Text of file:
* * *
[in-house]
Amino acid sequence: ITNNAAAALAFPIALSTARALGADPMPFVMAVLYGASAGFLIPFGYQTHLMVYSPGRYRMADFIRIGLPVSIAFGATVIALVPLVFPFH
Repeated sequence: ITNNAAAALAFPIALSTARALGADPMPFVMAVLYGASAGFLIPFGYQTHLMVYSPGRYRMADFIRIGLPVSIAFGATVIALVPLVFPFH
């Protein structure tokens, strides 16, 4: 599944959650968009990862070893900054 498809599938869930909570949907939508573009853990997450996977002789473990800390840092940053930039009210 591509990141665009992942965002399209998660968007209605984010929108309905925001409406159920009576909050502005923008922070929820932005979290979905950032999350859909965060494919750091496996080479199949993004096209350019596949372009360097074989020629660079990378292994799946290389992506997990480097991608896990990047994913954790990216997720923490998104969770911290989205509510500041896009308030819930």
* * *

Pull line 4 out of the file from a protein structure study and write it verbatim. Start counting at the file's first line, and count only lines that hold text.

């Protein structure tokens, strides 16, 4: 599944959650968009990862070893900054 498809599938869930909570949907939508573009853990997450996977002789473990800390840092940053930039009210 591509990141665009992942965002399209998660968007209605984010929108309905925001409406159920009576909050502005923008922070929820932005979290979905950032999350859909965060494919750091496996080479199949993004096209350019596949372009360097074989020629660079990378292994799946290389992506997990480097991608896990990047994913954790990216997720923490998104969770911290989205509510500041896009308030819930």